Thursday, August 19, 2010

The New World

Originally Written & Posted at on 1/21/06 of the 135-minute cut with some minor edits.

The story of Pocahontas has been told in many forms including a Disney animated version in 1995 about the young Indian heroine who befriended colonists in 1608 in Virginia including John Smith whose life she saved. The story is often told in a simple way and would often ignore Pocahontas' life after saving and befriending Smith as she later married aristocrat John Rolfe in 1614 as she settles into a simpler life while bringing peace between Indians and the English. Now, there's a new story that is much broader and more observant about the life of Pocahontas but it's more about the arrival of English colonists arriving to the area of Jamestown, Virginia and the aftermath. This time however, this story of Pocahontas is from the viewpoint from one of American cinema's most poetic and enigmatic visionaries in Terrence Malick for The New World.

Written and directed by Terrence Malick with a script he wrote in the mid-70s, The New World is a story about John Smith and English settlers arriving into Jamestown where Smith meets Pocahontas as the two explore each others culture that would lead to tension as Pocahontas would later meet John Rolfe. Shot on location in Jamestown, Malick goes for the same, poetic narrative approach to his earlier films for an observant and more enchanting tale of how the world changed through the eyes of a young girl. Starring Colin Farrell, Christian Bale, Christopher Plummer, Wes Studi, August Schellenberg, Irene Bedard, Raoul Trujillo, Jesse Borrego, Jonathan Pryce, David Thewlis, Noah Taylor, Ben Chaplin, John Savage, Brian F. O'Byrne, and introducing Q'Orianka Kilcher as Pocahontas.  The New World is a haunting yet lush film from Terrence Malick and company.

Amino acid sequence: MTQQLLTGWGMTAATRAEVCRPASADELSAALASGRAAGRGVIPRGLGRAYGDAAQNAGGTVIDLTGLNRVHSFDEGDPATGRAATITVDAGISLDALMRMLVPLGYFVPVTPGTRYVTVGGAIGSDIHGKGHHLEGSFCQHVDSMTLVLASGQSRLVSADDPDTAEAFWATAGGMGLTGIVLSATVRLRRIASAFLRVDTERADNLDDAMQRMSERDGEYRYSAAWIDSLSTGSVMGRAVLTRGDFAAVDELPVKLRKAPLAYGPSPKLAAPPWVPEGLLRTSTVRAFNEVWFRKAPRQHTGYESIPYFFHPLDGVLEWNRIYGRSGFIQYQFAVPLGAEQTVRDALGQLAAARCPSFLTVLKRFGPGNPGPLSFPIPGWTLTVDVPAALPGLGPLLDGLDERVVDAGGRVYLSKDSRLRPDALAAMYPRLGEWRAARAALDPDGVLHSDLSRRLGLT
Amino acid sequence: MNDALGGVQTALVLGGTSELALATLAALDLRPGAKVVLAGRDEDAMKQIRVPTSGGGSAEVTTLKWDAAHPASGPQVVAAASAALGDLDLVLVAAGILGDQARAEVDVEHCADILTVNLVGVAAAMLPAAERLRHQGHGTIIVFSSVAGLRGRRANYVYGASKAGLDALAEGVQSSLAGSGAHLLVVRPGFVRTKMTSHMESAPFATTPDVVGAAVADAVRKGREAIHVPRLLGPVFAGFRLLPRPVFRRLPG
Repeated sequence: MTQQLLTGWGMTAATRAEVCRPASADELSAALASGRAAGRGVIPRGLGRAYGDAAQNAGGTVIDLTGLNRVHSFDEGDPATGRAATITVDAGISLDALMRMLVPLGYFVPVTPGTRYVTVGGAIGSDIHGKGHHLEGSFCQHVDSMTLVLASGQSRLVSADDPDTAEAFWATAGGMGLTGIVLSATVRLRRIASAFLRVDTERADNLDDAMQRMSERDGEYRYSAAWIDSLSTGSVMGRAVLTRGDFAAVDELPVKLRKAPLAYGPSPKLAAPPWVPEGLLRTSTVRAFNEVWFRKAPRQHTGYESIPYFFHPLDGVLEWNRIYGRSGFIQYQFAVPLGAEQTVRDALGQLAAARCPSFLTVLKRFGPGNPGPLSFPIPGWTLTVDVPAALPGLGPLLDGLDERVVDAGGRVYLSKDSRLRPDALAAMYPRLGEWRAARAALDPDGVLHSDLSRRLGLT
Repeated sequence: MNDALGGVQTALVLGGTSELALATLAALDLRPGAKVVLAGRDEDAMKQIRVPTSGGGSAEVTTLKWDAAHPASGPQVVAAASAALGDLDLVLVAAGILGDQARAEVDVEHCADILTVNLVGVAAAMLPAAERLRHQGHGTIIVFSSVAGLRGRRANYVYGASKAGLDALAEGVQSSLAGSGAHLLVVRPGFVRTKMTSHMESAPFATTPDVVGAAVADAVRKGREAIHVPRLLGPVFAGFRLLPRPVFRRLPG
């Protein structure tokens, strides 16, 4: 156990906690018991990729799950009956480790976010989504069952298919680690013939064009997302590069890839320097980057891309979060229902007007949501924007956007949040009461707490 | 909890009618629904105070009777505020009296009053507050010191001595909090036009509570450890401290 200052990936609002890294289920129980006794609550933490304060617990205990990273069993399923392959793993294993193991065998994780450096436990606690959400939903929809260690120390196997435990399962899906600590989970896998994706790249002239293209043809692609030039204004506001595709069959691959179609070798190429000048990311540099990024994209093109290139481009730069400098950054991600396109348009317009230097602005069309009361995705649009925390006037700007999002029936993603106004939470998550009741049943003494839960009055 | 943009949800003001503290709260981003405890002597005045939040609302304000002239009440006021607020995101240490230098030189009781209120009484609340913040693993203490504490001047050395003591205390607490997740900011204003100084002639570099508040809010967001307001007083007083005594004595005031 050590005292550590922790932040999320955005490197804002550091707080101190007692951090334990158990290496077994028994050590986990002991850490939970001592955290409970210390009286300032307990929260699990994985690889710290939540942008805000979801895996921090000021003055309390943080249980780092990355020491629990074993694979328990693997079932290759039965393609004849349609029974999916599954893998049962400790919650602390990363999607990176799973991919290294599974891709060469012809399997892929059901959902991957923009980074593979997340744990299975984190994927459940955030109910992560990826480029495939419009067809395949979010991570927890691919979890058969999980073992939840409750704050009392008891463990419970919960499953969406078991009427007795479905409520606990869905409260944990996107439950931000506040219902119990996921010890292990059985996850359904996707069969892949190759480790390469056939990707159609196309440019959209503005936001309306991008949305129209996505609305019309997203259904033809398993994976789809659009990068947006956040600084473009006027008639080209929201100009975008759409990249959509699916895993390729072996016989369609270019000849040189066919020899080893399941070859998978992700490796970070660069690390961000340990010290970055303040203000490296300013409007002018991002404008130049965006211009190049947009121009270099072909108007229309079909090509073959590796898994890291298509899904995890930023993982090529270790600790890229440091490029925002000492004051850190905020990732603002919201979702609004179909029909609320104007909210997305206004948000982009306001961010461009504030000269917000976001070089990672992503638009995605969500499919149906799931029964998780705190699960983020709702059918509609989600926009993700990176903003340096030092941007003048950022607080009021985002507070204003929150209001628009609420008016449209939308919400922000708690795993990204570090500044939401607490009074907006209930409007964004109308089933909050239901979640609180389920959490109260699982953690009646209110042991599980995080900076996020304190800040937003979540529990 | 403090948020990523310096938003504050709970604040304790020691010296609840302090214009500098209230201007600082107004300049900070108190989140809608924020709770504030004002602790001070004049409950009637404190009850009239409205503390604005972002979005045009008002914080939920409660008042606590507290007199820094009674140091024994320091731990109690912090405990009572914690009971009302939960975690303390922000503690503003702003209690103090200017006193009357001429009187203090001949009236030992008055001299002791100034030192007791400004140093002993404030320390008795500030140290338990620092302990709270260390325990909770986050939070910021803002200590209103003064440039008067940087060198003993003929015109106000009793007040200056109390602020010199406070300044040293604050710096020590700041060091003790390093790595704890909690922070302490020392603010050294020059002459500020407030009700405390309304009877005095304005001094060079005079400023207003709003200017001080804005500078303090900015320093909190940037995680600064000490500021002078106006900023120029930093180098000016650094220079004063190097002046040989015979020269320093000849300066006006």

It's 1608 Virginia as three ships arrive onto the unknown land led by Captain Newport (Christopher Plummer) where joining him is another captain, Wingfield (David Thewlis). Imprisoned inside the ship for mutinous remarks is John Smith (Colin Farrell) as Newport sets him free so he can join the exhibition of the land. During their reconnaissance, Newport and his crew meet up with a group of natives led by Tomococo (Raoul Trujillo) as their first meetings is slow. Then when Newport leaves for England, Wingfield takes over while Smith becomes second-in-command to take on the exhibition. Immediately, mis-communication and misunderstandings lead to trouble as Smith along with two captured natives and crew members including Jehu Robinson (Ben Chaplin) are to explore the regions and rivers of Virginia to find the tribe's chief. After a native escapes, Smith takes on his exploration where he is captured by a band of natives led by Opechancanough (Wes Studi).

Opechancanough takes Smith to his tribe where he awaits answers from his brother and tribe chief Powhatan (August Schellenberg) as the punishment is death. Just as Smith is about to die, Powhatan's daughter Pocahontas steps him and asks her father to spare his life. Smith becomes a prisoner but immediately during his period of captivity, he becomes enamored and absorbed with the culture of the natives. He also begins to befriend the worldly spirit of Pocahontas as the two learn about each others' languages while having this relationship that transcends all barriers. This period of captivity made Smith aware of the peace they live in as Powhatan decides that he should return home. Smith is taken back to the settlement his colleagues had been building where they've been struck by poverty. With Smith chosen to take over, it doesn't become easy as he is often in conflict with Argall (Yorick van Wageningen) while dealing with the starvation of other men including crazed men like Savage (John Savage), Murray (Eddie Marsan), Lewes (Brian F. O'Byrne) Thomas Emery (Jamie Harris), and Selway (Noah Taylor).